"Money Note" is a witty stab at divas such as Mariah Carey and Celine Dion where Camille imitates them mockingly and pokes fun at the fact that they're aiming to be the best and hit all the right notes to make billions.

My favourite song though has to be "Katie's Tea" which at first sounds like a little ditty sung as an ode to the tea that her friend Catherine makes. She sings about the different varieties of tea (Tetley's and Lapsung Suchang - yes, I know I can't spell it - are mentioned a lot) and how she couldn't give it up for the world. Then it all gets a little bit dark, with the tea turning blood-red and then the music turns into a hypnotic spiral to represent her "trip" into madness.

Give it a go. No doubt a few of you will end up liking the srange but humourous stylings of this well-kept gem.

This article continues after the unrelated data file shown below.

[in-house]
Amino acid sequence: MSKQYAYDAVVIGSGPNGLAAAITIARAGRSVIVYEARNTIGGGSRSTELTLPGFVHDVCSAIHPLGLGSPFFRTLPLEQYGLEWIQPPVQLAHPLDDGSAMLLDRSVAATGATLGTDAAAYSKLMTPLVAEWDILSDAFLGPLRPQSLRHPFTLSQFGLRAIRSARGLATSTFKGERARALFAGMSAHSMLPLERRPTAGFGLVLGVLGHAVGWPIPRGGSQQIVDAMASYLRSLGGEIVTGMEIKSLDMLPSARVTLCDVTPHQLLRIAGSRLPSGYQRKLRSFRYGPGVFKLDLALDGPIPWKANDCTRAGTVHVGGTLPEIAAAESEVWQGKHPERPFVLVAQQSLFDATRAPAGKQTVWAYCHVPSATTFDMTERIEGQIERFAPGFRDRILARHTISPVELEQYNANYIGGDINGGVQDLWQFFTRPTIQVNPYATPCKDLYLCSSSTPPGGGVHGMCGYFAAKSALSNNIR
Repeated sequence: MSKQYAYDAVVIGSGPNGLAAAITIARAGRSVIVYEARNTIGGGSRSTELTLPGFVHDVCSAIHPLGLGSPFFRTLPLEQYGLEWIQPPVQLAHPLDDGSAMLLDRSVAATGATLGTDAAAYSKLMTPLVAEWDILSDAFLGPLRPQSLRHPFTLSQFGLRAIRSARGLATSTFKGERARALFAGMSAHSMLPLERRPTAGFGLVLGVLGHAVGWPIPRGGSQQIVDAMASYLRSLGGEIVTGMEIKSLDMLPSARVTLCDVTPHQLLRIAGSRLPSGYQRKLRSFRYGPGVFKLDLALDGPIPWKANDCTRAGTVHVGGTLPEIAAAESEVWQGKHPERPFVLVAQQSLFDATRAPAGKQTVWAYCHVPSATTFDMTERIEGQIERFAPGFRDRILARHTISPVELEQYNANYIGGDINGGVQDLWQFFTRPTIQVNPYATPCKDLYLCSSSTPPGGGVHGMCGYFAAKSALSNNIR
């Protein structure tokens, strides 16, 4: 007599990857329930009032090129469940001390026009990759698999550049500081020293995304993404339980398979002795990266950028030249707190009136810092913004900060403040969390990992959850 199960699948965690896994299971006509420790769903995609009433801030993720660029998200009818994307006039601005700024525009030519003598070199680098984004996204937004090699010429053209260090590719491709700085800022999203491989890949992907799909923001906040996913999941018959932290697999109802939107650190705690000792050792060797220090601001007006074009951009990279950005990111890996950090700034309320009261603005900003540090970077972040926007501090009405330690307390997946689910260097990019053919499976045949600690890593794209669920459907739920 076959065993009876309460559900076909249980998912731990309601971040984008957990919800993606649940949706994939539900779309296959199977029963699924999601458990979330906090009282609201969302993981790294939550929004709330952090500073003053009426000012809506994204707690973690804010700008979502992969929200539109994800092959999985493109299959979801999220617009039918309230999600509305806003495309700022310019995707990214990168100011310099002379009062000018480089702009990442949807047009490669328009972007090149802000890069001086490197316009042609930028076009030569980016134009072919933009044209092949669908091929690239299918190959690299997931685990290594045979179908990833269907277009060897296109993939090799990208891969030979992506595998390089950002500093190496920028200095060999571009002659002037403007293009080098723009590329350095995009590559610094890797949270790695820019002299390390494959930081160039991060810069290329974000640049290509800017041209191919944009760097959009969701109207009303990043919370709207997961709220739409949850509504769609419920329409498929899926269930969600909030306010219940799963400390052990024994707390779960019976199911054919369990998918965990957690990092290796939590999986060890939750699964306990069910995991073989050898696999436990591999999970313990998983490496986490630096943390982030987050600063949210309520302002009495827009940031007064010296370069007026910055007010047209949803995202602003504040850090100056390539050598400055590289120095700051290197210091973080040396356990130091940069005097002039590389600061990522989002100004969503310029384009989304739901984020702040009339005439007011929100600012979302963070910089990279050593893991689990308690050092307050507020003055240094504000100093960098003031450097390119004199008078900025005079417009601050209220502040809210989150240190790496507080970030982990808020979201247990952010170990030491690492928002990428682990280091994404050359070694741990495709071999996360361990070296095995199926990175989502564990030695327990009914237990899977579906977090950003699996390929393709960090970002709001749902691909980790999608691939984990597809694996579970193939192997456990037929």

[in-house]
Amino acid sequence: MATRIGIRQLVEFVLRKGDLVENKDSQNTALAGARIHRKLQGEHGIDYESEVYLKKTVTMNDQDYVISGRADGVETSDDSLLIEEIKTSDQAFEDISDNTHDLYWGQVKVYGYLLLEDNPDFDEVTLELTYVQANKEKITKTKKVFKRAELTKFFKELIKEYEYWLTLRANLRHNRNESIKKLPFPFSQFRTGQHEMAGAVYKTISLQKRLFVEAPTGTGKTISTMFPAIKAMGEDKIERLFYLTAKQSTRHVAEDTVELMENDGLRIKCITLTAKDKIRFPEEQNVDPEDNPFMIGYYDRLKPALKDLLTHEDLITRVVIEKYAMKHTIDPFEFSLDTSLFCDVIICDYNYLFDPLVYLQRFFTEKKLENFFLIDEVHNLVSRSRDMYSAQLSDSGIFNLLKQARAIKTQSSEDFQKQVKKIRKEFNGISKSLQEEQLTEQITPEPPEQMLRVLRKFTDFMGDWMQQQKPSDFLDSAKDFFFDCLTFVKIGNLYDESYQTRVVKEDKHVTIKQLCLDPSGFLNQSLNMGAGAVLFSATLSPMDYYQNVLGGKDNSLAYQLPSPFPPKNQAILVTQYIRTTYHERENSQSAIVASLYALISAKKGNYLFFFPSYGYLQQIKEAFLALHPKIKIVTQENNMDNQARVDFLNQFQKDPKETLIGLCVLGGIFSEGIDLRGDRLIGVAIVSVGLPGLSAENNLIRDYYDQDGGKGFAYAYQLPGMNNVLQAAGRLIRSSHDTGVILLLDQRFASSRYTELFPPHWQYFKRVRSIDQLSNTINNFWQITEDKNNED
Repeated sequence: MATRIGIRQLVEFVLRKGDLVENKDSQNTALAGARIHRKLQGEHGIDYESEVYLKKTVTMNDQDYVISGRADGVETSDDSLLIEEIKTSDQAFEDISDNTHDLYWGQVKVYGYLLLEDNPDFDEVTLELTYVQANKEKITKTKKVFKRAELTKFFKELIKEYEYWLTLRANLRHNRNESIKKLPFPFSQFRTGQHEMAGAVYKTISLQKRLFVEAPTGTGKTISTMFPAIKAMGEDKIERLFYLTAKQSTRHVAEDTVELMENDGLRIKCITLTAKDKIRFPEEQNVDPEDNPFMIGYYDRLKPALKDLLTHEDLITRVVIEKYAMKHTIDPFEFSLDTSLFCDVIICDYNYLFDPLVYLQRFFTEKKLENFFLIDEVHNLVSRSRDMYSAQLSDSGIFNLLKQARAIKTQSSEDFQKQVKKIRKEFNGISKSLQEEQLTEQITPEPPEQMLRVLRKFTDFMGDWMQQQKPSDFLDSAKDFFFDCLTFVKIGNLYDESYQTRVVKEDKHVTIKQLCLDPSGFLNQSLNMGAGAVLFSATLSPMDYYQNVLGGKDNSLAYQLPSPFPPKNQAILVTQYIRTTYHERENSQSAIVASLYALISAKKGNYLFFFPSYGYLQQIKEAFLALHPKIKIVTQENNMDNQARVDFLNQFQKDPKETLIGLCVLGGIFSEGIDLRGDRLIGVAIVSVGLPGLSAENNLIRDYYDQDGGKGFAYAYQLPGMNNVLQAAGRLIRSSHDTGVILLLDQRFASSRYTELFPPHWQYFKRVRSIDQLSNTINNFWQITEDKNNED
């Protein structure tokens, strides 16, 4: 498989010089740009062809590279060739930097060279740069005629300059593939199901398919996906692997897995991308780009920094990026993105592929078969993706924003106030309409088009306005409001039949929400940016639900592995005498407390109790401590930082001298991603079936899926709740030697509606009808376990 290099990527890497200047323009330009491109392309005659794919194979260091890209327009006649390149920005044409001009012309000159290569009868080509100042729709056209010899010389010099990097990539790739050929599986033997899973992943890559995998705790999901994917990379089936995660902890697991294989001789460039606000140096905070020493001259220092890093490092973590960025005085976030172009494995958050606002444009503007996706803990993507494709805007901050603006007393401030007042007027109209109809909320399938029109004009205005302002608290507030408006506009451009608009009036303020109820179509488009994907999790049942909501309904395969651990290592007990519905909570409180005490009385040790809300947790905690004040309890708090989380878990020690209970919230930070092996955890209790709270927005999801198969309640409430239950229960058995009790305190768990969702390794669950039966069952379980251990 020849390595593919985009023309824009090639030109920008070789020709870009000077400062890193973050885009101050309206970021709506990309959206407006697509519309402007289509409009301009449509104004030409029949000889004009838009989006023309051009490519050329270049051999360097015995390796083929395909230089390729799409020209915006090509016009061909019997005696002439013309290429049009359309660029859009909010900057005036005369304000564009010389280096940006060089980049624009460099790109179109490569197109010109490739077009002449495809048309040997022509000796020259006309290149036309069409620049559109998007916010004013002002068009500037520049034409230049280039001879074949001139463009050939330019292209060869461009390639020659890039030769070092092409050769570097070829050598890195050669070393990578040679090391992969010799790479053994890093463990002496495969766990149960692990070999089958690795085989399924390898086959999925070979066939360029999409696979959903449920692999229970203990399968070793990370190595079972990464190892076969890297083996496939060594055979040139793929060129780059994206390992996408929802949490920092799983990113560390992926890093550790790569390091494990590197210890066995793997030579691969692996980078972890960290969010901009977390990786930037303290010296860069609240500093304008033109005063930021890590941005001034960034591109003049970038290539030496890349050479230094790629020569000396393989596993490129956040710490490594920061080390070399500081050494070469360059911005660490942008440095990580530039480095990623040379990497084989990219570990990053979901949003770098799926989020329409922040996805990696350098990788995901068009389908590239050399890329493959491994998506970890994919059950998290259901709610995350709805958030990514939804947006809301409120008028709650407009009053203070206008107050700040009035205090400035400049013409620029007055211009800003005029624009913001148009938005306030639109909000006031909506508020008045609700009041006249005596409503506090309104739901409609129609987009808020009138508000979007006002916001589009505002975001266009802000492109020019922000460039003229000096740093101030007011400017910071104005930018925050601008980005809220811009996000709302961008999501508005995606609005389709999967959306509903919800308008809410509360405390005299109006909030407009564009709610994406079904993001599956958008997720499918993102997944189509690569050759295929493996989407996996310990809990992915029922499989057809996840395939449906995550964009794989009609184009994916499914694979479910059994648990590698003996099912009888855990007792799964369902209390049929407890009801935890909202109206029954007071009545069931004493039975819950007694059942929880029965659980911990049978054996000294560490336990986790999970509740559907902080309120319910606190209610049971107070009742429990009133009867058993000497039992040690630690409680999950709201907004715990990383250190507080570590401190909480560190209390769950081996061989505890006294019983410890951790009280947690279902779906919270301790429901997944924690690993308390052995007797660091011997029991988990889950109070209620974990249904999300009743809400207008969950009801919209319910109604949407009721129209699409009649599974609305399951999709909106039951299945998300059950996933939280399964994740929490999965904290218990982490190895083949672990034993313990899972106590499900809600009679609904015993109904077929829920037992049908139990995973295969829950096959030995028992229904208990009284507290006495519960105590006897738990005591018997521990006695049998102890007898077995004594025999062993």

What I'm Listening to Right Now - "I Told Her On Alderaan" by Neon Neon

21 June 2008

Perfect Summer Party

"Pick up the pace and enjoy the race" suggest Cajun Dance Party on the title track of their debut album "The Colourful Life". And that's what you end up doing as you listen to this brilliant collection of songs - and they've only just joined sixth form!

I feel it is necessary to compare CDP to bands such as Arcade Fire for use of strings and arrangements, particularly on the title track, "The Race" and "Amylase" but they still manage to keep an identity all of their own. "The Next Untouchable" is a five-minute indie blast with swirling guitars and choppy vocals that shakes off the ties with other bands while "No Joanna" is a little lovelorn ballad that will capture your heart. But it is on their singles "The Race" and "Amylase" that they really shine.